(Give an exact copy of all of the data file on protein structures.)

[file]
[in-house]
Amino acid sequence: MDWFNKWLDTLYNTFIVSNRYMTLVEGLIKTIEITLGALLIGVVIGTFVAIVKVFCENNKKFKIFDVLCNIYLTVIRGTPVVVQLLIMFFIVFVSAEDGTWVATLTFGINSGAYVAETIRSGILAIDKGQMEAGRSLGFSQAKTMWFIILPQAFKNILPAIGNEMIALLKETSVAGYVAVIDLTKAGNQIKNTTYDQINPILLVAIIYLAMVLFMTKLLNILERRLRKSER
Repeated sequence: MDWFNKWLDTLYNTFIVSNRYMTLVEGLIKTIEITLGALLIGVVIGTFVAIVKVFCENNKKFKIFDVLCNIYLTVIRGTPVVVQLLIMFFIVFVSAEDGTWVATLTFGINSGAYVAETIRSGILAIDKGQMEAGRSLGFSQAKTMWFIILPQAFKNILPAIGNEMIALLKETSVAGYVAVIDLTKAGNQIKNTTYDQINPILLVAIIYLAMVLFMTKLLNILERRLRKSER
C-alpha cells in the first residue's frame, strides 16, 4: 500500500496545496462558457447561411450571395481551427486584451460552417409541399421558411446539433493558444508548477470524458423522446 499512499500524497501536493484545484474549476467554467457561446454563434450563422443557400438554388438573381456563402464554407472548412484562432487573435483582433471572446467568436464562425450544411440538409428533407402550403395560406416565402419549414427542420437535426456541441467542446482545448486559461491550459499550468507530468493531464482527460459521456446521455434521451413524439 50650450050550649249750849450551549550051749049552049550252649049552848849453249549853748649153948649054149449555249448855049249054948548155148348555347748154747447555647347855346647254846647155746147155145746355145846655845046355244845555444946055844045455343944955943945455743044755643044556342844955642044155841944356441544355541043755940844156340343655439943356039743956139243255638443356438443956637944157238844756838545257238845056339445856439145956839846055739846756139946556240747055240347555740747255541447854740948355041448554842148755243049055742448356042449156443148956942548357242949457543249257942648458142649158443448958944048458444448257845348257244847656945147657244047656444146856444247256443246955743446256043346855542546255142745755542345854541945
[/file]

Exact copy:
[in-house]
Amino acid sequence: MDWFNKWLDTLYNTFIVSNRYMTLVEGLIKTIEITLGALLIGVVIGTFVAIVKVFCENNKKFKIFDVLCNIYLTVIRGTPVVVQLLIMFFIVFVSAEDGTWVATLTFGINSGAYVAETIRSGILAIDKGQMEAGRSLGFSQAKTMWFIILPQAFKNILPAIGNEMIALLKETSVAGYVAVIDLTKAGNQIKNTTYDQINPILLVAIIYLAMVLFMTKLLNILERRLRKSER
Repeated sequence: MDWFNKWLDTLYNTFIVSNRYMTLVEGLIKTIEITLGALLIGVVIGTFVAIVKVFCENNKKFKIFDVLCNIYLTVIRGTPVVVQLLIMFFIVFVSAEDGTWVATLTFGINSGAYVAETIRSGILAIDKGQMEAGRSLGFSQAKTMWFIILPQAFKNILPAIGNEMIALLKETSVAGYVAVIDLTKAGNQIKNTTYDQINPILLVAIIYLAMVLFMTKLLNILERRLRKSER
C-alpha cells in the first residue's frame, strides 16, 4: 500500500496545496462558457447561411450571395481551427486584451460552417409541399421558411446539433493558444508548477470524458423522446 499512499500524497501536493484545484474549476467554467457561446454563434450563422443557400438554388438573381456563402464554407472548412484562432487573435483582433471572446467568436464562425450544411440538409428533407402550403395560406416565402419549414427542420437535426456541441467542446482545448486559461491550459499550468507530468493531464482527460459521456446521455434521451413524439 50650450050550649249750849450551549550051749049552049550252649049552848849453249549853748649153948649054149449555249448855049249054948548155148348555347748154747447555647347855346647254846647155746147155145746355145846655845046355244845555444946055844045455343944955943945455743044755643044556342844955642044155841944356441544355541043755940844156340343655439943356039743956139243255638443356438443956637944157238844756838545257238845056339445856439145956839846055739846756139946556240747055240347555740747255541447854740948355041448554842148755243049055742448356042449156443148956942548357242949457543249257942648458142649158443448958944048458444448257845348257244847656945147657244047656444146856444247256443246955743446256043346855542546255142745755542345854541945